Mariel of Redwall

by Brian Jacques

Other authorsGary Chalk (Illustrator)
Hardcover, 1992



Local notes

Fic Jac





Philomel (1992), 387 pages


The mousemaid Mariel achieves victory at sea for the animals of Redwall Abbey, fighting the savage pirate rat Gabool the Wild, warlord of rodent corsairs.



Original language


Original publication date

1991 (original)

Physical description

387 p.; 6.34 inches

User reviews

LibraryThing member Mendoza
Book 4 in the Redwall series

Mousemaid Mariel is shipwrecked unto the shores of mossflower. She works her way up to Redwall and its inhabitants. Jacques storytelling brings to life Redwall and its charachters once again.

This is a really fun book with plenty of action and adventure. I especially
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enjoy the hares.
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LibraryThing member judychadwick
A tough resourceful mousemaid survives enslavement and being tossed out on a stormy see, but loses her memory. She finds her way to Redwall where she meets Martin the Warrior in her dreams and regains her memories. She sets out to find her father and solves riddles, makes friends and eats lots of
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really yummy sounding food.
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LibraryThing member Nikkles
Another great book in the series!
LibraryThing member pussreboots
I decided to stop reading the series after this one.
LibraryThing member shadrachanki
This was the fourth Redwall novel published, and I feel it marks a turning point in Brian Jacques' storytelling style. Certain stylistic elements have been tightened up, some things have been dropped, and you can tell he has a firmer grasp on the shape of his world as a whole. It's a lot of fun to
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watch the building of the Abbey and see how different things weave together across the books to create a full tapestry of story.
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LibraryThing member feeroberts64
Mariel of Redwall by Brian Jacques is the fourth book in the Redwall series.

All I can say is this series is so much fun to read. I highly recommend it.
LibraryThing member Cecrow
Fourth in publication order, this one lands someplace in time between the legend of Martin and well before Matthias, describing the story of how Redwall Abbey acquired its bell. At this point I'm starting to feel the repetitiveness, and I'm of two minds about it. Again there's long debates over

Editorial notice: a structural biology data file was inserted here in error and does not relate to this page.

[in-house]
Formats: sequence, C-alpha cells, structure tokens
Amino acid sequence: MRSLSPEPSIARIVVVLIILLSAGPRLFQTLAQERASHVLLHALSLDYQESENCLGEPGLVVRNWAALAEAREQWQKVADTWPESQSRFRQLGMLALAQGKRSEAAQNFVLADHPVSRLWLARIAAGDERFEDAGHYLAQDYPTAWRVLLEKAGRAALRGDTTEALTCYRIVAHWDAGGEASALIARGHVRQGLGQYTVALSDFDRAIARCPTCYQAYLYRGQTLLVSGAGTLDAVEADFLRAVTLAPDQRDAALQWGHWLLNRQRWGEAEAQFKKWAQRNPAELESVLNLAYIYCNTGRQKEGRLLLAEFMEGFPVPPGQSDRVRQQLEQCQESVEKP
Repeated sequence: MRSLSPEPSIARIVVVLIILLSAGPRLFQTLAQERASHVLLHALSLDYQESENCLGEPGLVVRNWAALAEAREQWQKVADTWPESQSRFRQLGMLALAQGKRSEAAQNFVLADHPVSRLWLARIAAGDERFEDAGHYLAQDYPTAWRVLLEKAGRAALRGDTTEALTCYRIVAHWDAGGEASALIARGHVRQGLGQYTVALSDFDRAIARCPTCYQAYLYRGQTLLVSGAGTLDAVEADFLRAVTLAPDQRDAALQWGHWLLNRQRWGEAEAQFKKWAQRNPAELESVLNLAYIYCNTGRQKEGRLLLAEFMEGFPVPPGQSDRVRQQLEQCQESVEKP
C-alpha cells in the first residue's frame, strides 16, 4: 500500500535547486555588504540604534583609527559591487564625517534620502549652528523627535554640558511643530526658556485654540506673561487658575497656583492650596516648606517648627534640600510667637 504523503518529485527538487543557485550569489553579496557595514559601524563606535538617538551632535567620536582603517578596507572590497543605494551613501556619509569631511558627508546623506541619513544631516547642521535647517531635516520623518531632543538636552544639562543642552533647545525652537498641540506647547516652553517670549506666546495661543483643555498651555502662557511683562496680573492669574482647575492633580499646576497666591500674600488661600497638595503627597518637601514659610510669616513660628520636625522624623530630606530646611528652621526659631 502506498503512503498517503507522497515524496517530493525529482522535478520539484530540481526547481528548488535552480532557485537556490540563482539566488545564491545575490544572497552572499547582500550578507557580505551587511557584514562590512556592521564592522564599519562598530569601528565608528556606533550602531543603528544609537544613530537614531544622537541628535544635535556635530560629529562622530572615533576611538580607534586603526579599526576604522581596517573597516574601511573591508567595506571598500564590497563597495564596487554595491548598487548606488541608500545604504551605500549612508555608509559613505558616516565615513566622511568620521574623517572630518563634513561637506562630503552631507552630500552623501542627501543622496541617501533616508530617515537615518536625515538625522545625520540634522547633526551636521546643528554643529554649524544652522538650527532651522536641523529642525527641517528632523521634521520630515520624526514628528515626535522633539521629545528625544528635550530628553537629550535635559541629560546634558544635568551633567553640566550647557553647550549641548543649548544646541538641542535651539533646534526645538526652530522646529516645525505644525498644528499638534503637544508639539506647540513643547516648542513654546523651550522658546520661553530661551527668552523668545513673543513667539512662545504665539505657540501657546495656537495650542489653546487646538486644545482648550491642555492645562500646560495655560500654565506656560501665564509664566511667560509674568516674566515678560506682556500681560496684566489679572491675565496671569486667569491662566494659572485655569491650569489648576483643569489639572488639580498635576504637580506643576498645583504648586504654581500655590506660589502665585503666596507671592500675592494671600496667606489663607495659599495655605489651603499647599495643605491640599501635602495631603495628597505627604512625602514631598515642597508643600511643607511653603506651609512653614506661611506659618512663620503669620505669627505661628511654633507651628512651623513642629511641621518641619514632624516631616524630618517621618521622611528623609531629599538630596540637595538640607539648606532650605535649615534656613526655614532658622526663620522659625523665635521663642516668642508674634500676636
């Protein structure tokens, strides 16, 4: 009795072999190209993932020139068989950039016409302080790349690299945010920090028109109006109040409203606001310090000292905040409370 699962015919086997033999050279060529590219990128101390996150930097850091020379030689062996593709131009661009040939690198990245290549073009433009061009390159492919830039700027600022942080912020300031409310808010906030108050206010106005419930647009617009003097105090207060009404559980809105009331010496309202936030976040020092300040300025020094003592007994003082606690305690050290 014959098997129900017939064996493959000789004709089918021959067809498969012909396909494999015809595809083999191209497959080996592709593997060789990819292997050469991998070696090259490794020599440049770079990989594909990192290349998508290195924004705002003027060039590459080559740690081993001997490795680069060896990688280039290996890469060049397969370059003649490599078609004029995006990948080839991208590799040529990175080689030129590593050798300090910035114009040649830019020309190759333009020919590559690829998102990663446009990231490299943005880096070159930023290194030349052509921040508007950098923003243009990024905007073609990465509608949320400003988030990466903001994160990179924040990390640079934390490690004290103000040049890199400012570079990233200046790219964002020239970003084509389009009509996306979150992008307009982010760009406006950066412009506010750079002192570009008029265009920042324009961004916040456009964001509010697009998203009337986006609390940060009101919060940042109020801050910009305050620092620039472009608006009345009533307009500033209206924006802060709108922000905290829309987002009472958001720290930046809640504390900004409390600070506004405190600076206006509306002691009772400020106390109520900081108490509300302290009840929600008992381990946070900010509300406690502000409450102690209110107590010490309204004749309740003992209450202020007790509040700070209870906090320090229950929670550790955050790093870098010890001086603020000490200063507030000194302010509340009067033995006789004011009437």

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food preparation, young scamps teasing their elders, the nasty braggart villain and his traitorous seconds-in-command, domineering badgers, the lippy hares, etc. It's a little wearing from that perspective, but the winning formula will not be denied. There's plenty of amusing speech in this one, my favourites being the pirate-like searats, the hares of Salamandastron and Durry Quill, making it a fun read-aloud. Every volume has featured infighting among the villains but Greypatch deserves a special honor for being smarter than the average usurper, and he puts up a good struggle against the odds. Martin appears to the Redwallers as a kind of ghostly dream advisor, which made me wonder why he wasn't more of a presence like this for Mattheus down the line.

Once again we're treated to a line-by-line prophecy in poetry that provides both direction to our heroes and a series of riddles, which makes me wonder if we'll ever meet in a future volume one of the characters who composes all this nonsense. Some of the internal consistency of the series is eternally satisfying: Salamandastron and the Abbey continue to earn their prestige as bulwarks against villainy, the hares maintain their solid reliability, etc. While in some ways it feels a lot like the same cast of characters every time under different names, the pleasing familiarity can be relied upon and there's still something fresh in each iteration. Four books in and this is my favourite so far, I think.
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